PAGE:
November 19, 2007
That is, the Society for Literature, Science, and Arts ’07 conference, CODE, vis-a-vis the AAAI Fall Symposium on Intelligent Narrative Technologies (INT).
Recently I participated in a conference in Portland, Maine, the SLSA ’07: CODE, and then, the next weekend, the AAAI 2007 Fall Symposium on Intelligent Narrative Technologies in Alexandria, Virginia. Andrew has already offered very detailed notes about the AAAI symposium, but I wanted to mention, more briefly, a few things about both of these interesting events.
SLSA was focused on code of various sorts, both “wet” and “dry” – that is, from the biological to the really boring stuff, the computational. This was a wide-ranging conference, but a humanities conference, so the norm seemed to be for people to read their papers. John Cayley, Bill Seaman and Daniel Howe, and several others who presented did not, to good effect. I certainly didn’t read a text when presenting my and Michael’s work. Rather, I invited the group to play Hammurabi and to think about modifying the code. This, I hope, helped us understand more about how code functioned as part of one’s experience of computing in the 1970s. I particularly enjoyed Kate Hayles’s keynote speech, which went through various computational methods of cognizing and took the position that the history of literature was the history of the description of consciousness, or, more narrowly, cognition. Brian Massumi, well-known as the translator of Deleuze and Guattari’s major works into English, was the other keynoter. I was very glad that the conference sessions were centrally located (they were not in New York City the last time around) and that there were opportunities to talk with other conferencegoers. At one point, there was even a chance to throw one’s laptop into John Cayley’s Imposition and have it participate in that piece.
The AAAI Fall Symposium drew mainly computer scientists, even though AI is itself an interdiscipline. While the presentations varied from the highly mathematical to the more “position paper” type of offering, they were pretty much all clearly communicated – even though no one read a paper. The symposium was a different sort of setup from SLSA, with everyone attending the same sessions throughout. AAAI had a demo session where people attended their projects, discussed them, and sometimes showed them off; this was a contrast to the digital media room at SLSA, which was set up more like a book exhibit. I have to note that I prefer the demo session concept, which allows for interaction with the people who developed the systems. The improv acting session at the end was a great experience – one that I hope my not-very-performatively-inclined self will never repeat, but a good one to have had in thinking about interactive drama. SLSA certainly managed to accommodate a broader, more interdisciplinary group, perhaps simply because of the size of the conference but perhaps because full papers were not required and membership and registration is significantly less costly. I certainly think it’s worthwhile to have both the more focused symposium and the more open, multi-track conference, but in either case, cost can be a real barrier to interdisciplinary participation.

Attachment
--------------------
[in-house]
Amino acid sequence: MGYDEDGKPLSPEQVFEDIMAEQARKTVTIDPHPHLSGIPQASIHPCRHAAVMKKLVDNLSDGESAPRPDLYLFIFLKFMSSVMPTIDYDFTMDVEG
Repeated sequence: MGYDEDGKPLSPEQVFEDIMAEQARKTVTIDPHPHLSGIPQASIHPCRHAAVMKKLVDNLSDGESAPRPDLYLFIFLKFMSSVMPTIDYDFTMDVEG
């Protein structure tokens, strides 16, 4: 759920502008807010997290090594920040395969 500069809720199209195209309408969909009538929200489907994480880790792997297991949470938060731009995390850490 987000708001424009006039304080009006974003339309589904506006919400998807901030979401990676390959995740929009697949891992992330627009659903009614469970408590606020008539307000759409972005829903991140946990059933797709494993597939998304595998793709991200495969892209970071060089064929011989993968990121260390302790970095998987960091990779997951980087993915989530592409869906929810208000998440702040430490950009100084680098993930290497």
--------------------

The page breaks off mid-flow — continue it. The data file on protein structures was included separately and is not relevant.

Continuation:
The SLSA 07 materials repository – a very nice thought by the conference organizers – contains some material that presenters have uploaded. The AAAI INT proceedings are available for purchase, or will be – presumably through this page. I sort of think that it would advance artificial intelligence if the Association for the Advancement of Artificial Intelligence posted them on the Web for free, as is customary in 2007. Anyway, thanks to that organization, and to SLSA, and to the organizers, for two fine events.